Bekoff is a vegan.[16] He is also a patron of the Captive Animals Protection Society.[17] In May 2010, he argued in an article for the Greater Good Science Center, "Expanding Our Compassionate Footprint," that human beings need to abandon human exceptionalism: "Research on animal morality is blossoming, and if we can break free of theoretical prejudices, we may come to better understand ourselves and the other animals with whom we share this planet."[18]

Selected awards

Bibliography

Author

Editor

References

  1. ^ a b c d e "Bekoff, Marc 1945-". Encyclopedia.com. 2020-03-16. Retrieved 2020-04-22.
  2. ^ a b "Roots and Shoots". boulderweekly.com. 13 April 2017. Retrieved 2021-02-27.
  3. ^ "Marc Bekoff". colorado.edu. Retrieved 2021-03-01.
  4. ^ a b c "Marc Bekoff Ph.D." psychologytoday.com. Retrieved 2021-02-26.
  5. ^ "Marc Bekoff's research..." www.researchgate.net. Retrieved 2021-03-03.
  6. ^ a b "Marc Bekoff". www.muckrack.com. Retrieved 2021-03-04.
  7. ^ a b "Do Animals Have Spiritual Experiences? Yes, They Do". psychologytoday.com. Retrieved 2021-03-11.
  8. ^ "Do Dogs Know Death?". psychologytoday.com. Retrieved 2021-03-11.
  9. ^ "Grief in animals: It's arrogant to think we're the only animals who mourn". psychologytoday.com. Retrieved 2021-03-11.
  10. ^ a b "Dr. Marc Bekoff - Gentle Giant of the Animal World". landofpuregold.com/. Retrieved 2021-03-22.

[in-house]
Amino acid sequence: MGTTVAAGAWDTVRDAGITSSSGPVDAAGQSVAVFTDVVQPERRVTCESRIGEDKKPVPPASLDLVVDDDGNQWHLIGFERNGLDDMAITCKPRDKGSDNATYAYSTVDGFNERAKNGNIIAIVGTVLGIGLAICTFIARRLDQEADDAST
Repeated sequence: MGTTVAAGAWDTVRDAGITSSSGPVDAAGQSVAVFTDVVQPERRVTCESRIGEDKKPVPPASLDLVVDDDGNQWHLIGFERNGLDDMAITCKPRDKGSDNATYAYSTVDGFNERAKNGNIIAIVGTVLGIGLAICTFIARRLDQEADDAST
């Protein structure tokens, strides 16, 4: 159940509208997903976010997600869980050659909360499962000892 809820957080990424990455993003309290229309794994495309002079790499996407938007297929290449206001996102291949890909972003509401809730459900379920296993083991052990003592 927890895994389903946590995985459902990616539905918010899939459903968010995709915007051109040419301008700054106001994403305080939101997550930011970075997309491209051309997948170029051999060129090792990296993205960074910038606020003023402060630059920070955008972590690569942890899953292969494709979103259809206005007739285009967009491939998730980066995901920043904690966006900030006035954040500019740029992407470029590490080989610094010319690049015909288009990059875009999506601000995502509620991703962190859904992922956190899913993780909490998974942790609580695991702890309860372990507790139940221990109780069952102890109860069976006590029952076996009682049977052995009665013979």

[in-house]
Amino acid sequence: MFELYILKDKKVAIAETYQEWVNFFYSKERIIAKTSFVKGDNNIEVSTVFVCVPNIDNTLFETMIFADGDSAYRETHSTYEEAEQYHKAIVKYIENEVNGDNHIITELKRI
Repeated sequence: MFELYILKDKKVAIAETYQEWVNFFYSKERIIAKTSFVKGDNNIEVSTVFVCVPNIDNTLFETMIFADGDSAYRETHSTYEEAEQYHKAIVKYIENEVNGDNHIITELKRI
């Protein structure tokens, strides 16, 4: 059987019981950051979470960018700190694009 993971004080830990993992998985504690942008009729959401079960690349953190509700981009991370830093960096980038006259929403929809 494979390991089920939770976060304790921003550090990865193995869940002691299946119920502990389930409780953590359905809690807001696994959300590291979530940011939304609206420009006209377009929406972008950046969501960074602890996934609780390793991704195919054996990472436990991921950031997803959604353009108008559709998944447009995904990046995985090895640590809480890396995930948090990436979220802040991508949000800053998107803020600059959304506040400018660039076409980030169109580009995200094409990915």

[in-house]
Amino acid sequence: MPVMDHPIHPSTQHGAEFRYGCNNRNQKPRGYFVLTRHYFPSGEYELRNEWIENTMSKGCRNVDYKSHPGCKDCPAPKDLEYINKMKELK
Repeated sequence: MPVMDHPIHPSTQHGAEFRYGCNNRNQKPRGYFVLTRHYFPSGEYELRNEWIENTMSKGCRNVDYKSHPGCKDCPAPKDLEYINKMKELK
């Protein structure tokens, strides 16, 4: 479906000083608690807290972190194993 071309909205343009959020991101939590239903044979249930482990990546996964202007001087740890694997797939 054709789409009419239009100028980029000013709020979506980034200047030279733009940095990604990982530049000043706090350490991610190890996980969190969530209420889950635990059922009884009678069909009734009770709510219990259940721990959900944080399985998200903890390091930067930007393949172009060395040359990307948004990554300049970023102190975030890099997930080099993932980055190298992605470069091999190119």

11. ^ "SCIENCE ADVISORY BOARD". projectcoyote.org. Retrieved 2021-03-22.
  12. ^ "Discover Project Coyote". projectcoyote.org. Retrieved 2021-03-29.
  13. ^ Wallach, Arian D.; Bekoff, Marc; Batavia, Chelsea; Nelson, Michael Paul; Ramp, Daniel (2018). "Summoning compassion to address the challenges of conservation". Conservation Biology. 32 (6): 1255–1265. doi:10.1111/cobi.13126. ISSN 1523-1739. PMID 29700860. S2CID 23206524.
  14. ^ "Announcement". Journal of Applied Animal Welfare Science. 3 (3): 277. 2000. doi:10.1207/S15327604JAWS0303_11. S2CID 216151174. Retrieved 2021-03-29.
  15. ^ "Marc Bekoff" Archived 2013-02-13 at the Wayback Machine, literati.net, undated. *Marc Bekoff, "Animal emotions", Psychology Today.
  16. ^ Bekoff, Marc (2010-06-10). "Vegans Shouldn't Eat Oysters, and If You Do You're Not Vegan, So..." HuffPost. Retrieved 2020-04-22.
  17. ^ "Professor Marc Bekoff". Freedom for Animals. Retrieved 2020-04-22.
  18. ^ Bekoff, Marc (2010-05-20). "Expanding Our Compassion Footprint". Greater Good Science Center. Retrieved 2020-04-22.
  19. ^ "Grants & Awards". AnimalBehaviorSociety.org. Retrieved 2021-02-26.
  20. ^ "Fellows of the ABS". www.animalbehaviorsociety.org/. Retrieved 2021-03-30.
  21. ^ "Marc Bekoff". gf.org. Retrieved 2021-02-26.
  22. ^ "Chase Faculty Community Service Award Past Recipients". cu.edu. Retrieved 2021-02-26.
  23. ^ a b c "Marc Bekoff, PhD Biography". procon.org. Retrieved 2021-03-01.

See also